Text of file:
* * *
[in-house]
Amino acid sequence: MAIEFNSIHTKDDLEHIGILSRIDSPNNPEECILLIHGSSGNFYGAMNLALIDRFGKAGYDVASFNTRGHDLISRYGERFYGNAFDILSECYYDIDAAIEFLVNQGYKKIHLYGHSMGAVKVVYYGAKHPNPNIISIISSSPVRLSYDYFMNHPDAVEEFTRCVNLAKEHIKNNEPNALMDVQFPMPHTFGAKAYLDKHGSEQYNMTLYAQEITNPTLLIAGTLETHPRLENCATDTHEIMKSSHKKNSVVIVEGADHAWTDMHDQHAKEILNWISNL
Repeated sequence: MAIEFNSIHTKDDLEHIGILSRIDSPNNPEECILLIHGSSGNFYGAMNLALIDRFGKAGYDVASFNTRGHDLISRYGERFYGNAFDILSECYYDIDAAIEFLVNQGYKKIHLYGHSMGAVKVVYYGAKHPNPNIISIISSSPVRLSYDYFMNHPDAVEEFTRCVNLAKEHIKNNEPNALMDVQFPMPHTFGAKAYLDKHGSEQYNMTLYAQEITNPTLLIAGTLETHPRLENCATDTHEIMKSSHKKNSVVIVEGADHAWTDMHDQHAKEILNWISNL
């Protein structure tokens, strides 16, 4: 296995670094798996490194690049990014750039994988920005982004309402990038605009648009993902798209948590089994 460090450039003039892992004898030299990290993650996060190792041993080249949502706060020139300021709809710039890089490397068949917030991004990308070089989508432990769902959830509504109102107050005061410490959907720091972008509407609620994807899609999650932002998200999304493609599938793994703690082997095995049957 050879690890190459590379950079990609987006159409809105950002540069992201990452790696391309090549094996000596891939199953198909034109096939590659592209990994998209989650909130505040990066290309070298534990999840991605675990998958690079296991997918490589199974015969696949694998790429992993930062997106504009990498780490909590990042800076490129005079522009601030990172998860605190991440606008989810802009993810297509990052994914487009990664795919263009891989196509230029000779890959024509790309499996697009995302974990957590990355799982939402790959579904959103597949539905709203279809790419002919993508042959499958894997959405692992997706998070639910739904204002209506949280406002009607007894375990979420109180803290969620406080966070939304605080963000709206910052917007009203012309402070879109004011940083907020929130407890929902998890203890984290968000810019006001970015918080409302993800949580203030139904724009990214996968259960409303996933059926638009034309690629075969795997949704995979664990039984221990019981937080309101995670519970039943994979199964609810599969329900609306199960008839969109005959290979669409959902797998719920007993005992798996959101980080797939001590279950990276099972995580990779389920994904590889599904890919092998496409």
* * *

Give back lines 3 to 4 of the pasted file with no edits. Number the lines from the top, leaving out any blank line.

Repeated sequence: MAIEFNSIHTKDDLEHIGILSRIDSPNNPEECILLIHGSSGNFYGAMNLALIDRFGKAGYDVASFNTRGHDLISRYGERFYGNAFDILSECYYDIDAAIEFLVNQGYKKIHLYGHSMGAVKVVYYGAKHPNPNIISIISSSPVRLSYDYFMNHPDAVEEFTRCVNLAKEHIKNNEPNALMDVQFPMPHTFGAKAYLDKHGSEQYNMTLYAQEITNPTLLIAGTLETHPRLENCATDTHEIMKSSHKKNSVVIVEGADHAWTDMHDQHAKEILNWISNL
């Protein structure tokens, strides 16, 4: 296995670094798996490194690049990014750039994988920005982004309402990038605009648009993902798209948590089994 460090450039003039892992004898030299990290993650996060190792041993080249949502706060020139300021709809710039890089490397068949917030991004990308070089989508432990769902959830509504109102107050005061410490959907720091972008509407609620994807899609999650932002998200999304493609599938793994703690082997095995049957 050879690890190459590379950079990609987006159409809105950002540069992201990452790696391309090549094996000596891939199953198909034109096939590659592209990994998209989650909130505040990066290309070298534990999840991605675990998958690079296991997918490589199974015969696949694998790429992993930062997106504009990498780490909590990042800076490129005079522009601030990172998860605190991440606008989810802009993810297509990052994914487009990664795919263009891989196509230029000779890959024509790309499996697009995302974990957590990355799982939402790959579904959103597949539905709203279809790419002919993508042959499958894997959405692992997706998070639910739904204002209506949280406002009607007894375990979420109180803290969620406080966070939304605080963000709206910052917007009203012309402070879109004011940083907020929130407890929902998890203890984290968000810019006001970015918080409302993800949580203030139904724009990214996968259960409303996933059926638009034309690629075969795997949704995979664990039984221990019981937080309101995670519970039943994979199964609810599969329900609306199960008839969109005959290979669409959902797998719920007993005992798996959101980080797939001590279950990276099972995580990779389920994904590889599904890919092998496409």